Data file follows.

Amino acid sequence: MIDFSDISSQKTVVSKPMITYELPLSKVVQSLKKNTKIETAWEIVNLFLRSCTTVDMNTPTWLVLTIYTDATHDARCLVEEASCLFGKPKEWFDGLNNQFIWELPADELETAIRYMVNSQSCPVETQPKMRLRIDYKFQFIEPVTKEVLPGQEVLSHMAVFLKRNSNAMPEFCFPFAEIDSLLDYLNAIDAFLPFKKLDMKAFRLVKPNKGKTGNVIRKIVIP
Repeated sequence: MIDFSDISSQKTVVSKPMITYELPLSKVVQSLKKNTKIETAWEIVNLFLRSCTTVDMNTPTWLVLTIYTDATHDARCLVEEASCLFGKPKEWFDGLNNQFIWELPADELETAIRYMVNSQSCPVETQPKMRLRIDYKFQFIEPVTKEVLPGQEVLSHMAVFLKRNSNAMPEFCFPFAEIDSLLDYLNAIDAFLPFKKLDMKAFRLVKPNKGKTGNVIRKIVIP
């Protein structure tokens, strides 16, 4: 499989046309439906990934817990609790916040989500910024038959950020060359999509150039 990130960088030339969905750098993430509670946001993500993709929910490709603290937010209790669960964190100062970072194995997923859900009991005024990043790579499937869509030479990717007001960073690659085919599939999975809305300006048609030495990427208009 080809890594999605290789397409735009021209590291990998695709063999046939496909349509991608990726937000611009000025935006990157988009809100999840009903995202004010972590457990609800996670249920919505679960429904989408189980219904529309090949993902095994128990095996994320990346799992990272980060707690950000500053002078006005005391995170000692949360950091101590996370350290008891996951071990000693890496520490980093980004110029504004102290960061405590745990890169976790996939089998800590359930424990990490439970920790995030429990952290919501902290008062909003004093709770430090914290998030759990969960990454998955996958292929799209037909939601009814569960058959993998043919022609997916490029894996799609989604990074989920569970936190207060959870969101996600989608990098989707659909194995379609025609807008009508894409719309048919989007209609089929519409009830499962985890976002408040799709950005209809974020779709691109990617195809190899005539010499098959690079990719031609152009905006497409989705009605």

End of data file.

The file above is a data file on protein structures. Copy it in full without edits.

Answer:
Amino acid sequence: MIDFSDISSQKTVVSKPMITYELPLSKVVQSLKKNTKIETAWEIVNLFLRSCTTVDMNTPTWLVLTIYTDATHDARCLVEEASCLFGKPKEWFDGLNNQFIWELPADELETAIRYMVNSQSCPVETQPKMRLRIDYKFQFIEPVTKEVLPGQEVLSHMAVFLKRNSNAMPEFCFPFAEIDSLLDYLNAIDAFLPFKKLDMKAFRLVKPNKGKTGNVIRKIVIP
Repeated sequence: MIDFSDISSQKTVVSKPMITYELPLSKVVQSLKKNTKIETAWEIVNLFLRSCTTVDMNTPTWLVLTIYTDATHDARCLVEEASCLFGKPKEWFDGLNNQFIWELPADELETAIRYMVNSQSCPVETQPKMRLRIDYKFQFIEPVTKEVLPGQEVLSHMAVFLKRNSNAMPEFCFPFAEIDSLLDYLNAIDAFLPFKKLDMKAFRLVKPNKGKTGNVIRKIVIP
């Protein structure tokens, strides 16, 4: 499989046309439906990934817990609790916040989500910024038959950020060359999509150039 990130960088030339969905750098993430509670946001993500993709929910490709603290937010209790669960964190100062970072194995997923859900009991005024990043790579499937869509030479990717007001960073690659085919599939999975809305300006048609030495990427208009 080809890594999605290789397409735009021209590291990998695709063999046939496909349509991608990726937000611009000025935006990157988009809100999840009903995202004010972590457990609800996670249920919505679960429904989408189980219904529309090949993902095994128990095996994320990346799992990272980060707690950000500053002078006005005391995170000692949360950091101590996370350290008891996951071990000693890496520490980093980004110029504004102290960061405590745990890169976790996939089998800590359930424990990490439970920790995030429990952290919501902290008062909003004093709770430090914290998030759990969960990454998955996958292929799209037909939601009814569960058959993998043919022609997916490029894996799609989604990074989920569970936190207060959870969101996600989608990098989707659909194995379609025609807008009508894409719309048919989007209609089929519409009830499962985890976002408040799709950005209809974020779709691109990617195809190899005539010499098959690079990719031609152009905006497409989705009605």